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Poutine On the Orient Express An Irreverent Look At Travel von Strigberger, Marcel (eBook)

  • Erscheinungsdatum: 31.10.2017
  • Verlag: BookBaby
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Poutine On the Orient Express

A humourist lawyer? Not an oxymoron here. With Poutine on the Orient Express, Marcel Strigberger (humorist in the U.S.A.- Canadians are obsessed with that extra 'U') takes you through an entertaining and trip about travel. Have you ever naively tried to use reward points expecting to get a convenient free flight, taken a sightseeing tour with a guide who would rather be undergoing root canal, or spent ages at the airport arrival area watching that luggage carousel, with hope? Please read on. Poutine covers it all, from airlines to trains, tipping and toilets. It also discusses the last letter of the alphabet, 'zed' (in Canada eh?)


    Format: ePUB
    Kopierschutz: none
    Seitenzahl: 210
    Erscheinungsdatum: 31.10.2017
    Sprache: Englisch
    ISBN: 9780995950115
    Verlag: BookBaby
    Größe: 409 kBytes
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Poutine On the Orient Express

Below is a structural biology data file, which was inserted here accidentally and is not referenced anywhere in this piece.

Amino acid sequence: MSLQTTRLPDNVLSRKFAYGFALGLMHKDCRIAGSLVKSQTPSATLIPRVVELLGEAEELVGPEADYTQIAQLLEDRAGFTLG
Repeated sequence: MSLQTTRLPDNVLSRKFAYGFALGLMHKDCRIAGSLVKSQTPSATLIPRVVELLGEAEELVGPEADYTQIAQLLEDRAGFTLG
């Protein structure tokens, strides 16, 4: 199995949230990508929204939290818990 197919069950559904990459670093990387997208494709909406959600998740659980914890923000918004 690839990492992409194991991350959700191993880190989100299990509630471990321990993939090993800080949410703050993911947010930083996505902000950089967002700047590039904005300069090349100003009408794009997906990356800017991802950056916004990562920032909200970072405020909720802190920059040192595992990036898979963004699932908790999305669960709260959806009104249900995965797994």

CHAPTER TWO Planes: Up, Up, and Away FEAR OF FLYING? AIRPLANES DON'T FLY Some people never get off the ground because they are afraid of flying. As far as they are concerned, airplanes should not be able to fly. Many of us do take the plunge or, to sound more upbeat, the rise, but with trepidation. I like to check out the pilots as I board the aircraft. I take a quick glance to my left into the cockpit, and if at least one of them isn't scratching his head or looking under her seat, I am good to go. On cold winter days the aircraft usually taxis over a couple of airport blocks to get its wings de-iced. A creepy-looking monster-like machine approaches the airplane and squirts it with a greenish liquid. I don't know whether or not that de-ices the wings, but I have little doubt that after the procedure is over the aircraft will have been exorcised. There are all sorts of theories about how to help the fearful deal with their problem. One of the following gurus should surely make any flying phobia disappear (into thin air, of course). The Statistician Firstly, there is the statistician. This guy can overcome a person's flying phobia by spouting a string of statistics. He'll say something like, "Did you know that there is a greater chance of getting kidnapped by a gorilla on Times Square than there is of an airliner crashing?" After hearing him out, you can now surely nod your head in agreement and say, "You know, Wilbur, I never thought about it that way. Put in this light, I feel a lot better. What am I waiting for? Get me into the website for Air Canada." The Psychologist Secondly, if you are not a numbers person, then perhaps the psychologist can help you. He dispenses advice such as, "Hey, it's all in your head. Be happy. Don't worry. Just go aboard and have a drink." As far as this type is concerned, there is no way a plane can crash once you down a couple of shots of scotch. The psychologist will tell you that the best way to overcome your fear of flying is to actually fly, because when you fly you will be so afraid that even your fear will be scared and you will overcome it. I can't say this approach works or not. At least whatever happens, you'll be giggling. The Philosopher Finally, if you are more metaphysical about these matters, no doubt the philosopher can help you beat the willies. We've all heard this Aristotle speak. "Hey, when your number is up, your number is up. There is nothing you can do about it anyway. In any event, what is life? What is death? The same thing. Even if the plane goes down, your soul still survives." Doesn't that make you feel better already? I actually have some misgivings about this expert. At least the statistician tries to assure you that your fears are unfounded, and the psychologist tells you how to get rid of them while enjoying yourself to boot. But the philosopher basically tells you, if you do crash, so what. It's good for you. Pick your remedy. I know it's not easy understanding how a large hunk of metal weighing 70 zillion tons fully loaded can take off and remain in the air for hours. I weigh only about 72 kilograms, and I've tried jumping off a chair and flapping my hands, but I have never yet taken off. Flying still baffles me. I do hope, however, that at least one of the above three expert theories will alleviate any traveller who has flying anxiety. After all, just about all flights do arrive at their intended destination with their passengers intact. (Cave

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